Pete Wright:
Right.

Rodolfo Casás:
At this time, it was a gentleman from Deutsche Bahn, and on top of his talk about talking about sustainability, resource consumption, improved resource efficiency, it was really nice. Because he was actually mentioning some things that you can do today in your clusters to improve resource consumption so you will consume less energy at the end of the day. That was quite interesting.

Pete Wright:
That is interesting, especially coming from Deutsche Bank. He’s also talking about when you consume fewer resources, you’re also costing less money. Right? Don’t forget about cost.

Rodolfo Casás:
Actually, actually it’s not Deutsche Bank, but Deutsche Bahn, like the train company.

Pete Wright:
Deutsche Bahn?

Rodolfo Casás:
Yeah. The train company.

Pete Wright:
Okay.

Rodolfo Casás:
Its name’s very similar. Sorry for my English.

Pete Wright:
I misunderstood. Yeah. No. That’s okay. But in any case, I mean, that’s part of it, is like don’t forget about some of these constraints in our efforts, especially coming on the heels of such an exuberant presentation about AI, which is very expensive.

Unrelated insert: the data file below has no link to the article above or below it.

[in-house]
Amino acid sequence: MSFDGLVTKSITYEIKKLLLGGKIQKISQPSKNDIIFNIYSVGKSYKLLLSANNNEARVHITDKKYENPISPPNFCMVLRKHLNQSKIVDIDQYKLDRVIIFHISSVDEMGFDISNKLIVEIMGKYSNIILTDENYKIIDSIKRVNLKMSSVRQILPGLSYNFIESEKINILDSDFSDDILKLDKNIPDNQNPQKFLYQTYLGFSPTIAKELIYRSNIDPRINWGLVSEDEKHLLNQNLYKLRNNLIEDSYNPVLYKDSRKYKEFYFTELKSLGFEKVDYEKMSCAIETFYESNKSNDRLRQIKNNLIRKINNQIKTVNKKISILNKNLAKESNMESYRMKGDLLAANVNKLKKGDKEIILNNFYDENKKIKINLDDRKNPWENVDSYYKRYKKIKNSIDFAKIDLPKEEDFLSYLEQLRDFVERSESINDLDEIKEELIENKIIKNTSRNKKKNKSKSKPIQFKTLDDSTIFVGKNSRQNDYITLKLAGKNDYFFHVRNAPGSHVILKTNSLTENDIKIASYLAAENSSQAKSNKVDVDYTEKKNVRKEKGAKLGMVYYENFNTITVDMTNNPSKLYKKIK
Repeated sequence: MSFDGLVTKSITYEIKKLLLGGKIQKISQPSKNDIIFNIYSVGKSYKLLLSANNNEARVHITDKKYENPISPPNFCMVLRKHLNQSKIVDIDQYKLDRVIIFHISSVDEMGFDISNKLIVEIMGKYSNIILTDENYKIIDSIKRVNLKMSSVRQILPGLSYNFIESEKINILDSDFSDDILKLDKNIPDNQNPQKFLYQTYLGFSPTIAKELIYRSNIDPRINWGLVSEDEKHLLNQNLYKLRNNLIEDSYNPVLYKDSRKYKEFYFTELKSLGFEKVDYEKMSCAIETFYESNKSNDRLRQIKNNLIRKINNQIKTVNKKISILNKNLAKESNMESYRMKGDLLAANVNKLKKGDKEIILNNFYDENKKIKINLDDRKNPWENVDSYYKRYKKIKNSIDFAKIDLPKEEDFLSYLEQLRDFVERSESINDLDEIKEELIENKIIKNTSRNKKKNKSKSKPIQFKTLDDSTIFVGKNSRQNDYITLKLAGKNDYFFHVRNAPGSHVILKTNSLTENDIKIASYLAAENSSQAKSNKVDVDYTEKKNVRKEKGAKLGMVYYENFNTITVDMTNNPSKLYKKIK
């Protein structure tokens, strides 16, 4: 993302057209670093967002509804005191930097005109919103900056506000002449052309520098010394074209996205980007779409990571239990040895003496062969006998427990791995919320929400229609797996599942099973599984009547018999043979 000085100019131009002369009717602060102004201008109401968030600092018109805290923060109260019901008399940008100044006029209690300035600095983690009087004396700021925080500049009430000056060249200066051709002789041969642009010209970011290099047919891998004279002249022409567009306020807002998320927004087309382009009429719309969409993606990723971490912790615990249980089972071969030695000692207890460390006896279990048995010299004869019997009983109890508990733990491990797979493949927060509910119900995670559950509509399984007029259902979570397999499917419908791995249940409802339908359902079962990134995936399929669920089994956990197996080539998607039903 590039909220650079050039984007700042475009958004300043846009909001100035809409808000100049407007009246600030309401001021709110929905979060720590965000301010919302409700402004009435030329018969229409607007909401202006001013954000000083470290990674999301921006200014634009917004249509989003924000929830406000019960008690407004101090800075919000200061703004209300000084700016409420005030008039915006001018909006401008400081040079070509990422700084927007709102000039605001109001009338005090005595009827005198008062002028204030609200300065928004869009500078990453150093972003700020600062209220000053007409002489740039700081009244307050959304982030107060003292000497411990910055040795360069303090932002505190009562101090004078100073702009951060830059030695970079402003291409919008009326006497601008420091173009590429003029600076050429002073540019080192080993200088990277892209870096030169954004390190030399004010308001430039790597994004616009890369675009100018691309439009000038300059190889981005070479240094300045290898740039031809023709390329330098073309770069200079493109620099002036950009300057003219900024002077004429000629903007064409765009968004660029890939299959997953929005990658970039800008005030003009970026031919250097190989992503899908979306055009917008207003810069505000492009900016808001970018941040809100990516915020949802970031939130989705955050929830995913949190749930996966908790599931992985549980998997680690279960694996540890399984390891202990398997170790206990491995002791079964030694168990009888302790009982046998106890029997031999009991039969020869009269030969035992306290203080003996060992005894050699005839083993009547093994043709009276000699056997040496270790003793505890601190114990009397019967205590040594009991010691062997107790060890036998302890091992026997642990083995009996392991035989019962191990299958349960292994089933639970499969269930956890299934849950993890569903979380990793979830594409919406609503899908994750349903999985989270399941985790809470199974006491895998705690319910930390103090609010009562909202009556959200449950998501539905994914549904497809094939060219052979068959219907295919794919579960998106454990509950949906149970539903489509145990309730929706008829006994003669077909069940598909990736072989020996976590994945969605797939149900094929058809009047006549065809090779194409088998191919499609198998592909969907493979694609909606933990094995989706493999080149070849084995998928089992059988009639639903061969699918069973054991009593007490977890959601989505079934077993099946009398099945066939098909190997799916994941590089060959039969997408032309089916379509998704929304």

Rodolfo Casás:
Yes. Yes. It is. It is. Yeah. It was all about the intersection about cloud native and AI. Okay? It mainly focused on using cloud-native technology for inference rather than model training, particularly inference at or near the edge. Okay? Many telcos, many telco companies are using Kubernetes or trying to use Kubernetes at the edge with the small Kubernetes clusters that are not very big. They have very limited amount of resources, memory, CPU. Okay? If you want to know what inference is, it’s a process that a trained machine learning model uses to draw conclusions from brand new data. Okay? So the edge is coming big for the self-driving cars, for the … when you play with these virtual glasses and everything. So yeah. That was a big topic.

Pete Wright:
Okay. So one of the things I thought was so interesting in our … As we were just getting ready to record this morning, you said it was only after all of the AI talk that you found something that really hit home for Trilio.

Rodolfo Casás: